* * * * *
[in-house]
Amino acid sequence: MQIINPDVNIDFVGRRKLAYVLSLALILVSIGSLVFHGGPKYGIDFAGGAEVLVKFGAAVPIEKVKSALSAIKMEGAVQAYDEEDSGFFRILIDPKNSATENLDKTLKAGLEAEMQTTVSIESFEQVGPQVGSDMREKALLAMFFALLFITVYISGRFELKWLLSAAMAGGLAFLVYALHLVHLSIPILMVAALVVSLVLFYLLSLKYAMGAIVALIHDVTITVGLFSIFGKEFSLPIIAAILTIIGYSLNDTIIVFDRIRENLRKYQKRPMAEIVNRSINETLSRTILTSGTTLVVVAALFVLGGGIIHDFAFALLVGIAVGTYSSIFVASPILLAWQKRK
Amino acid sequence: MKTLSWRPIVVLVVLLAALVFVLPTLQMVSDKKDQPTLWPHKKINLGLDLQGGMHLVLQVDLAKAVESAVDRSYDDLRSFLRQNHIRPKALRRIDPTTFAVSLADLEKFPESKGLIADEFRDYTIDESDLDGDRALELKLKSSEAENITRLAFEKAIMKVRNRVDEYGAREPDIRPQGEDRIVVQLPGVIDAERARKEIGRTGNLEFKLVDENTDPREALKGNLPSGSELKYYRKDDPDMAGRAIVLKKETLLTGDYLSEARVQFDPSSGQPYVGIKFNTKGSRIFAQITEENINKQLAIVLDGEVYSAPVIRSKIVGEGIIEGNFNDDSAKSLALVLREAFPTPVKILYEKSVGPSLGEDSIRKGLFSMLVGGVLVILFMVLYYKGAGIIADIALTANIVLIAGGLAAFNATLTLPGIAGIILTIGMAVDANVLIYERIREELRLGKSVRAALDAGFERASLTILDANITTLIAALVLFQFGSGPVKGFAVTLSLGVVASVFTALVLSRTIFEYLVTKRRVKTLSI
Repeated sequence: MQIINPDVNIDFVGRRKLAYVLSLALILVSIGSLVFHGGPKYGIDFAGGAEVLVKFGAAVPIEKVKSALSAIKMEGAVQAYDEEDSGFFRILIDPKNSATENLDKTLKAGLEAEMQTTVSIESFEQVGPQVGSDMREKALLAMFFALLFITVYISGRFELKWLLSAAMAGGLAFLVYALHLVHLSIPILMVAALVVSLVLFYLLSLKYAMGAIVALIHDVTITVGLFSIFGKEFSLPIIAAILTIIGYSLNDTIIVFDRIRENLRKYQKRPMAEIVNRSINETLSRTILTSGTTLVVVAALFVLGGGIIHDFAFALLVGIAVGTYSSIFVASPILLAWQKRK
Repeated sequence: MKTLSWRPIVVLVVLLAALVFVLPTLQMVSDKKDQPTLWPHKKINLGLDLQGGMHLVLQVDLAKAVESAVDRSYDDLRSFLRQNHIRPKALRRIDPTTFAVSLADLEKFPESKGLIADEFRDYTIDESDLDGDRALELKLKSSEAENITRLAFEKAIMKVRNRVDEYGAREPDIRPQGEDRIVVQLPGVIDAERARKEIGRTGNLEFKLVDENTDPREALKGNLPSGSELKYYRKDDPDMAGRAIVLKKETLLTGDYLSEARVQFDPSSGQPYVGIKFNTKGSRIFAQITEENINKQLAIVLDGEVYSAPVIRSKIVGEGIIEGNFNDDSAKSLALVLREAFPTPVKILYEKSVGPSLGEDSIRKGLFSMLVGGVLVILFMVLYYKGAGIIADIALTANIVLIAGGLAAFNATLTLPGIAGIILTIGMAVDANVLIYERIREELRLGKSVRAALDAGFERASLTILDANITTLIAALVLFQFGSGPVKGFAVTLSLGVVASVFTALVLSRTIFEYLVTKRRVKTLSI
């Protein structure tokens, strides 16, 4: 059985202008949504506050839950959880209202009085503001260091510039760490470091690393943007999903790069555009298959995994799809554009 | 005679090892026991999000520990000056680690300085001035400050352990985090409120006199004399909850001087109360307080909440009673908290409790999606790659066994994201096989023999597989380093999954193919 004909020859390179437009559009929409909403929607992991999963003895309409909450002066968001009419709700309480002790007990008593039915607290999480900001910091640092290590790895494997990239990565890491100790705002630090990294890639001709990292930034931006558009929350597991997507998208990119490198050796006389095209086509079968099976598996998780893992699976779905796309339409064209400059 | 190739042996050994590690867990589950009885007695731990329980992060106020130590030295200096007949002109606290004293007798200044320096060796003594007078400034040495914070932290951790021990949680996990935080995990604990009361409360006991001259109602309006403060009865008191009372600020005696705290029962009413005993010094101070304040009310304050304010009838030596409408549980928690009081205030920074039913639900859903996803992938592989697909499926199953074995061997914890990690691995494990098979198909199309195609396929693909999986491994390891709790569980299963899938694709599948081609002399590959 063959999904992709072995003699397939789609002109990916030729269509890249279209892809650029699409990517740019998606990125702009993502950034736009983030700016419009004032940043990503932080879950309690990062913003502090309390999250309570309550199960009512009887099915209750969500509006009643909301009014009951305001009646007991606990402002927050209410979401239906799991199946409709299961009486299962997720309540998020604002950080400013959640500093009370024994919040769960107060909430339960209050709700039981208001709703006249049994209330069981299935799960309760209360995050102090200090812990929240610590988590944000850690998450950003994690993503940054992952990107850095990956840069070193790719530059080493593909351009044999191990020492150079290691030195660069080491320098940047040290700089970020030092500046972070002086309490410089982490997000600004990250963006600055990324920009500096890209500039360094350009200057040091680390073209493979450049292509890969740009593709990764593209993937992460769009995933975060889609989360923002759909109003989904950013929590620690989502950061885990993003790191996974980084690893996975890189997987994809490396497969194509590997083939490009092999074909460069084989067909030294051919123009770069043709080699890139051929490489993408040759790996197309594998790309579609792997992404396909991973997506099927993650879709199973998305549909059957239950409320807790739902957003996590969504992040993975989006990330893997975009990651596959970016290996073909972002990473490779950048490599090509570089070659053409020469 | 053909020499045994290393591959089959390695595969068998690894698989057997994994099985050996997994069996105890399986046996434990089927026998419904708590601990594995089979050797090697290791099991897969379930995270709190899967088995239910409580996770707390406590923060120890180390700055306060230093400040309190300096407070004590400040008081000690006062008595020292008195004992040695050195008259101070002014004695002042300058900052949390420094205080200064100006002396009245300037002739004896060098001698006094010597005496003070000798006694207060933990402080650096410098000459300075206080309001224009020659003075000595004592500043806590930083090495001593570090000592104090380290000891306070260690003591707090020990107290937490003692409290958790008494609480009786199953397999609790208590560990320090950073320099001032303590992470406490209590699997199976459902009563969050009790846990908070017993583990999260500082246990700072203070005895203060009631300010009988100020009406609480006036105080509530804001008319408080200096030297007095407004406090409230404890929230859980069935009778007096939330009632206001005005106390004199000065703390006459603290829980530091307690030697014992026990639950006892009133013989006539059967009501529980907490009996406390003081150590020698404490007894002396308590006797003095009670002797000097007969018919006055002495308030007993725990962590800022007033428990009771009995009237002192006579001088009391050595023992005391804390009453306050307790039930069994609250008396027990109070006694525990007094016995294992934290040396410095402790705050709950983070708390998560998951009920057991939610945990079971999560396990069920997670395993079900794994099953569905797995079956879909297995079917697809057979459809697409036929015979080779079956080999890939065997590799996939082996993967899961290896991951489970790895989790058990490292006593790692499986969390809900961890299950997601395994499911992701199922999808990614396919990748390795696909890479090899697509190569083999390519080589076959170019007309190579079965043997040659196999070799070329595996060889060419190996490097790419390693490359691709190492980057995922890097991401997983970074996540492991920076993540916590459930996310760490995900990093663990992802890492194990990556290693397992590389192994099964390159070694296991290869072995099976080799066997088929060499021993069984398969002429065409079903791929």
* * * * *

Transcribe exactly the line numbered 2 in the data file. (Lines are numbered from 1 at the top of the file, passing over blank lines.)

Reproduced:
Amino acid sequence: MQIINPDVNIDFVGRRKLAYVLSLALILVSIGSLVFHGGPKYGIDFAGGAEVLVKFGAAVPIEKVKSALSAIKMEGAVQAYDEEDSGFFRILIDPKNSATENLDKTLKAGLEAEMQTTVSIESFEQVGPQVGSDMREKALLAMFFALLFITVYISGRFELKWLLSAAMAGGLAFLVYALHLVHLSIPILMVAALVVSLVLFYLLSLKYAMGAIVALIHDVTITVGLFSIFGKEFSLPIIAAILTIIGYSLNDTIIVFDRIRENLRKYQKRPMAEIVNRSINETLSRTILTSGTTLVVVAALFVLGGGIIHDFAFALLVGIAVGTYSSIFVASPILLAWQKRK